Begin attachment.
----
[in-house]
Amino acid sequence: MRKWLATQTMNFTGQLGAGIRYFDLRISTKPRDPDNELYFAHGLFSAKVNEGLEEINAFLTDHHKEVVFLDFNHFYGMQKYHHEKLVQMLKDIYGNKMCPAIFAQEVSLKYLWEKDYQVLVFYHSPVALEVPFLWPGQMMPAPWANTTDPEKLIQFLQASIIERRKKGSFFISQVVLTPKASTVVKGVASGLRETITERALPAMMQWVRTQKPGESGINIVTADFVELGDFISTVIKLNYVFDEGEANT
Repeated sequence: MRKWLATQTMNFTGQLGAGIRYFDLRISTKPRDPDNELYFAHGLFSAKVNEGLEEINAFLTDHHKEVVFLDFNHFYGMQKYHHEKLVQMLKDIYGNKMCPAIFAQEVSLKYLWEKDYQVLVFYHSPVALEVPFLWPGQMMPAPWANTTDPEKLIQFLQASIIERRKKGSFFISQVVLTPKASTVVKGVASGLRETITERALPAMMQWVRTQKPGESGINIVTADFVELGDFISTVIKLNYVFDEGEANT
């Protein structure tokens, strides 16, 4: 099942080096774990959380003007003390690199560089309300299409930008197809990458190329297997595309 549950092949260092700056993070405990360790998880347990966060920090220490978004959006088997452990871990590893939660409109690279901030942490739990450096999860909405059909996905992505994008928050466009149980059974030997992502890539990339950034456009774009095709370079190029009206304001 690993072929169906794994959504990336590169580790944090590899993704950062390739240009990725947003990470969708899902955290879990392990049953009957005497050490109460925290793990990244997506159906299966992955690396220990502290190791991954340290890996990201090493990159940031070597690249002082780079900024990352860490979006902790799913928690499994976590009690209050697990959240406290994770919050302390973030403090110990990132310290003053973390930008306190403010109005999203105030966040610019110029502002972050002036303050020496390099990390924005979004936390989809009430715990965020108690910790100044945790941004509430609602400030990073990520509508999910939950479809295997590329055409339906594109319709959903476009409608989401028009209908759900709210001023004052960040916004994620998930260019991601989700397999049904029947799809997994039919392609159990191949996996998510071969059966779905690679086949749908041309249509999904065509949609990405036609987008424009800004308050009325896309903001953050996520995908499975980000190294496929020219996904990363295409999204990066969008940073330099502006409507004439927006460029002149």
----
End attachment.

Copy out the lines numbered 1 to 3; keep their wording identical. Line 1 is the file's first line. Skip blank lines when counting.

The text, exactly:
[in-house]
Amino acid sequence: MRKWLATQTMNFTGQLGAGIRYFDLRISTKPRDPDNELYFAHGLFSAKVNEGLEEINAFLTDHHKEVVFLDFNHFYGMQKYHHEKLVQMLKDIYGNKMCPAIFAQEVSLKYLWEKDYQVLVFYHSPVALEVPFLWPGQMMPAPWANTTDPEKLIQFLQASIIERRKKGSFFISQVVLTPKASTVVKGVASGLRETITERALPAMMQWVRTQKPGESGINIVTADFVELGDFISTVIKLNYVFDEGEANT
Repeated sequence: MRKWLATQTMNFTGQLGAGIRYFDLRISTKPRDPDNELYFAHGLFSAKVNEGLEEINAFLTDHHKEVVFLDFNHFYGMQKYHHEKLVQMLKDIYGNKMCPAIFAQEVSLKYLWEKDYQVLVFYHSPVALEVPFLWPGQMMPAPWANTTDPEKLIQFLQASIIERRKKGSFFISQVVLTPKASTVVKGVASGLRETITERALPAMMQWVRTQKPGESGINIVTADFVELGDFISTVIKLNYVFDEGEANT